Tall, lanky 6’4 receiver, who played a vital role the past few seasons at Clemson and improved each year. Has extremely long strides in his routes, which takes longer to get up to speed. His routes tend to be more rounded than cut, and he wasn’t asked to run anything advanced. Will high point the ball and turns 50-50 balls into 75-25. Does a great job of angling his body to adjust to the ball in the air. Shows a lot of hand fight in his routes, but would like to see him use more of it at the line of scrimmage. The shake at the line of scrimmage shouldn’t be his first move and instead should use his strength to beat the jam. Will be better out on the boundary, but can play in the slot if asked. He would benefit from adding weight to his lanky frame, especially as a run blocker. Will be a quality red zone target.


Laviska Shenault Jr

(Photo by Brian Rothmuller/Icon Sportswire via Getty Images)

Laviska Shenault Jr has had a hard life, losing his father in an accident, which lead to his family losing his home. He is a high-character player, who is loved by coaches and teammates. He has a huge frame at 230 pounds. He plays extremely aggressive, and would rather run through a player than around him. This understandably leads to more injuries, which will cause him to drop down draft boards. He is a great run-blocker and will be a strong special teams contributor early on. He is more quick than fast, which will be fine for short to intermediate routes, but he doesn’t have the speed or ability to separate down field. He does a great job of tracking balls deep and he had reliable hands, I actually like Shenault more as a running back than a receiver. He has more of the frame for it and runs like one too. He is dangerous with the ball in his hands, so it would make sense. I like Shenault, but if I had to pick a bust out of this class of highly-drafted receivers, I think Shenault’s build doesn’t really translates, even if he has great hands. I see him most likely to drop to the third round.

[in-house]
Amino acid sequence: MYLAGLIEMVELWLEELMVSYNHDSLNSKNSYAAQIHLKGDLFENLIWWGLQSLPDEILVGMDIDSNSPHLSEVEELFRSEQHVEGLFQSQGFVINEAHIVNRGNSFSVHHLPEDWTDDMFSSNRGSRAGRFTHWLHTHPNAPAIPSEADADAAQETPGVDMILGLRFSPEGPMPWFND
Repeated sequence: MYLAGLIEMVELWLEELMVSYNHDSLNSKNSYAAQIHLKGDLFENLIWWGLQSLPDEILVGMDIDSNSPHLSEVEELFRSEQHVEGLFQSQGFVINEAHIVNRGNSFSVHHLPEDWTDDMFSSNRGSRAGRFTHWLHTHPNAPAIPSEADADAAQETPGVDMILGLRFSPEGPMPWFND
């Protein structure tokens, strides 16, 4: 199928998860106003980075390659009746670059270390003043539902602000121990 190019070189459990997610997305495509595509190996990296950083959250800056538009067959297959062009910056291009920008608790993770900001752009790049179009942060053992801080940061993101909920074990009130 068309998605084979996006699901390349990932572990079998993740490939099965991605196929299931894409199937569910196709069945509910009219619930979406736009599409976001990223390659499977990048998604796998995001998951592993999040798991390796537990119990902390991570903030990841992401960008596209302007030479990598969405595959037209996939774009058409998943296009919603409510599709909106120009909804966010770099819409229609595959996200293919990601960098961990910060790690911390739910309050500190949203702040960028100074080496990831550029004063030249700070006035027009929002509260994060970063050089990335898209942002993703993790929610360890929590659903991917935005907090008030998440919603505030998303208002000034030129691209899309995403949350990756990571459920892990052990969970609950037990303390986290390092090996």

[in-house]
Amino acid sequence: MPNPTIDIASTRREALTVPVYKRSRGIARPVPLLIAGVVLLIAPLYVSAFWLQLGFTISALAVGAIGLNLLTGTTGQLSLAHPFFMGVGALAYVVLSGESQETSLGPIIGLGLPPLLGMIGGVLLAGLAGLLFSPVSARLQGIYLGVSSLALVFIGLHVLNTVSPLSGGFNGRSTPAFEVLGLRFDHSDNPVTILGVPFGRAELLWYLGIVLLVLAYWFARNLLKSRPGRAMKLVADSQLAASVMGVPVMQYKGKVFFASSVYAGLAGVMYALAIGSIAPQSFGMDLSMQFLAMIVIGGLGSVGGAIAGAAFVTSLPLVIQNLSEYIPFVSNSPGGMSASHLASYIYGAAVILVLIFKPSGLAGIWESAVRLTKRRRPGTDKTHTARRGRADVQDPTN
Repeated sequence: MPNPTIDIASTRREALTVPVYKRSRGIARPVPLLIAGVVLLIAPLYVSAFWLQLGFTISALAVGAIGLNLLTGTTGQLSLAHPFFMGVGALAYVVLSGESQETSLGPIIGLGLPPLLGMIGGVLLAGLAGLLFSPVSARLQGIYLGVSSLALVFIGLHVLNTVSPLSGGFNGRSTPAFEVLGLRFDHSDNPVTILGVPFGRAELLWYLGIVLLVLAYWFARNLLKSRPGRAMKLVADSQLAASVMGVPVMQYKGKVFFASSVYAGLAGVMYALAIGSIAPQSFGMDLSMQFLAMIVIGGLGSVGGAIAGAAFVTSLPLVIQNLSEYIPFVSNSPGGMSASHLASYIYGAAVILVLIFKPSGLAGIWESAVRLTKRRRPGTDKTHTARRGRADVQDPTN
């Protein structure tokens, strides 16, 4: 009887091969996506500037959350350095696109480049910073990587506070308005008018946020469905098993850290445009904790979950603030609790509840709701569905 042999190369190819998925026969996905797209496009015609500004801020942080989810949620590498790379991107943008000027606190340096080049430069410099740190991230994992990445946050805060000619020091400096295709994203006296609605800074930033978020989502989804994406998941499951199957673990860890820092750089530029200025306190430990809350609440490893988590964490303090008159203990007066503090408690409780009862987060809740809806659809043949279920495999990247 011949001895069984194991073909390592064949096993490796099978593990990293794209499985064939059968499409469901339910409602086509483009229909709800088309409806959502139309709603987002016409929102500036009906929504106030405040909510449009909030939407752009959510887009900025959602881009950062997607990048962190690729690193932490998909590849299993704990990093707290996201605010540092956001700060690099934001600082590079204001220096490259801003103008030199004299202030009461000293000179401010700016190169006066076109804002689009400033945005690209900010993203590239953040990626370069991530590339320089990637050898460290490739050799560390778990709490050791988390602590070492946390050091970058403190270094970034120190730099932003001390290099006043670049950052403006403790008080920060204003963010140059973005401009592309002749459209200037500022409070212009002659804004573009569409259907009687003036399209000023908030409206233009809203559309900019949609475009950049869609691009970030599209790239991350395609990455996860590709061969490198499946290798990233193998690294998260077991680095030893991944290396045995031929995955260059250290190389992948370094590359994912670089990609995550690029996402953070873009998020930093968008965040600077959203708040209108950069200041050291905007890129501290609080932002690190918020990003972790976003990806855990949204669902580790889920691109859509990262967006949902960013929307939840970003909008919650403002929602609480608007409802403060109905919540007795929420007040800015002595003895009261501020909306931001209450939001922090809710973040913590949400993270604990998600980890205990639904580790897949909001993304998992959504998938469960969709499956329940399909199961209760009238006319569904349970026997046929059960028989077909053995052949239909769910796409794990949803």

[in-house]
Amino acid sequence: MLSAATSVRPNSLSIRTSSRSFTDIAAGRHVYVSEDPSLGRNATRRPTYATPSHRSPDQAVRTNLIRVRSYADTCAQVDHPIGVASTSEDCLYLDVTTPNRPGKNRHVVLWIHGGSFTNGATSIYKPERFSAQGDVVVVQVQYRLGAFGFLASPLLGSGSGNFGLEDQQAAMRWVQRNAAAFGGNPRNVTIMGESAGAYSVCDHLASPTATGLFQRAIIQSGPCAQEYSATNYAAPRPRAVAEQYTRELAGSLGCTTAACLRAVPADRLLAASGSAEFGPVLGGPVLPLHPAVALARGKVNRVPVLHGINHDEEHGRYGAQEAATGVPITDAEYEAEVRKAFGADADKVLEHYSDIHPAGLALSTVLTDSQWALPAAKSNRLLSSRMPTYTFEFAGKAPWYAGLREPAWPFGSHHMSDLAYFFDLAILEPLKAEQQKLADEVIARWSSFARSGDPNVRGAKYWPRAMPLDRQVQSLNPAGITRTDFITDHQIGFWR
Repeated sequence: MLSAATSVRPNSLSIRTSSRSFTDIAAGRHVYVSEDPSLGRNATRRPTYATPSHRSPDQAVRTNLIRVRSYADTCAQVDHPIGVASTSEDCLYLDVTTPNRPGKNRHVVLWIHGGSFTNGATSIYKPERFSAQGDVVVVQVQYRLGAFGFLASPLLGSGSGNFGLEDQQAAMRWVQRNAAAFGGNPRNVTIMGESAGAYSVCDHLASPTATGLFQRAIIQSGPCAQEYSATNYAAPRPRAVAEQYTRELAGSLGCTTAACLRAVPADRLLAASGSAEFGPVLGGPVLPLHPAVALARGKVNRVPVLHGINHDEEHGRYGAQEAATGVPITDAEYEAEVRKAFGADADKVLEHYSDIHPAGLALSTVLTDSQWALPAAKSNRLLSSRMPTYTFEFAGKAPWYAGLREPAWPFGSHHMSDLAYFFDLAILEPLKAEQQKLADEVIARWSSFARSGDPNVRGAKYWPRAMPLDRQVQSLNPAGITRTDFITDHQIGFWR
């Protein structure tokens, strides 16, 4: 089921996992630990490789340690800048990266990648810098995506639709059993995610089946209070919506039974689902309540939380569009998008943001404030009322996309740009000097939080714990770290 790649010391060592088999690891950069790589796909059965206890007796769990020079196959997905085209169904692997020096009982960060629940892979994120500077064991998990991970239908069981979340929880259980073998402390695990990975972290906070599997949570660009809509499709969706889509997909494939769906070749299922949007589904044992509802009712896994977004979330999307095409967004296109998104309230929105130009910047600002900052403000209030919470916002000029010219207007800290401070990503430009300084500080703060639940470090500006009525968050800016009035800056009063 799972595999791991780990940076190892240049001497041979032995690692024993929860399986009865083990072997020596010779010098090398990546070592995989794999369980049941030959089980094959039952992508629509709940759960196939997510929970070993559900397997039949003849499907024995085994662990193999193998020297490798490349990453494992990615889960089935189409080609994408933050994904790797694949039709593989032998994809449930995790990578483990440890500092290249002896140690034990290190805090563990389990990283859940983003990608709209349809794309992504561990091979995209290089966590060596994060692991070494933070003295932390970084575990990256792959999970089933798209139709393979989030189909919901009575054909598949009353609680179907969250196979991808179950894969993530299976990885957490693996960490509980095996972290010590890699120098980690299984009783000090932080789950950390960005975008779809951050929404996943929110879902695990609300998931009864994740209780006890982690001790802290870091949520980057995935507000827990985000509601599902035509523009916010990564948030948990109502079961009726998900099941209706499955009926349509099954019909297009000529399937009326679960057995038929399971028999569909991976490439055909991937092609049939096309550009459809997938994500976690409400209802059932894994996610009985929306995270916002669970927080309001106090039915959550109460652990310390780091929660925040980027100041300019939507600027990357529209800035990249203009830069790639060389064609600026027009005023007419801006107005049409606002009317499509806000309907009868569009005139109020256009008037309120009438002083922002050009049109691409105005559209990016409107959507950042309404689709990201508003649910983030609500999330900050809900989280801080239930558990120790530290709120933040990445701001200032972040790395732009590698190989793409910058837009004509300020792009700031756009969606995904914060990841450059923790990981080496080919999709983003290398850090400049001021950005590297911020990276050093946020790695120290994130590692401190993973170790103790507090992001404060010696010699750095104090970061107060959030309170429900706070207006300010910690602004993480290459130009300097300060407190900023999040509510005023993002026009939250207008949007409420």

Brandon Aiyuk

(Photo by Christian Petersen/Getty Images)

Plays hard every play, regardless of what side the ball is going. He takes off from the line of scrimmage at full speed. Willing run blocker, though has his limitations, but he tries hard. Polished route runner with nice fluid movements on double moves. Has enough speed to go over the top, and has a knack for creating separation. He excels in yards after the catch and has vision to maneuver his way around his blockers. Aiyuk is a great all-around player and doesn’t have any glaring issues. Not many JUCO’s will get the opportunities he’s worked hard for, especially as a second rounder.

Michael Pittman

(Robert Gauthier / Los Angeles Times)

Mike Pittman is a big-bodied receiver who will use his size and strength to out-muscle smaller receivers. Has a massive catch radius and will use every bit off it to his advantage when attacking the football. High points and will make some pretty spectacular catches in double coverage. Tall, lanky size will take away from running crisp routes, but he is primarily a deep threat anyways. Size makes him a strong run blocker, and he will drive defenders right out of the play. Didn’t really have his breakout season until his senior year and it massively improved his stock, even in a crowed room. Could fall to the 3rd round, but any other year, he would be considered higher.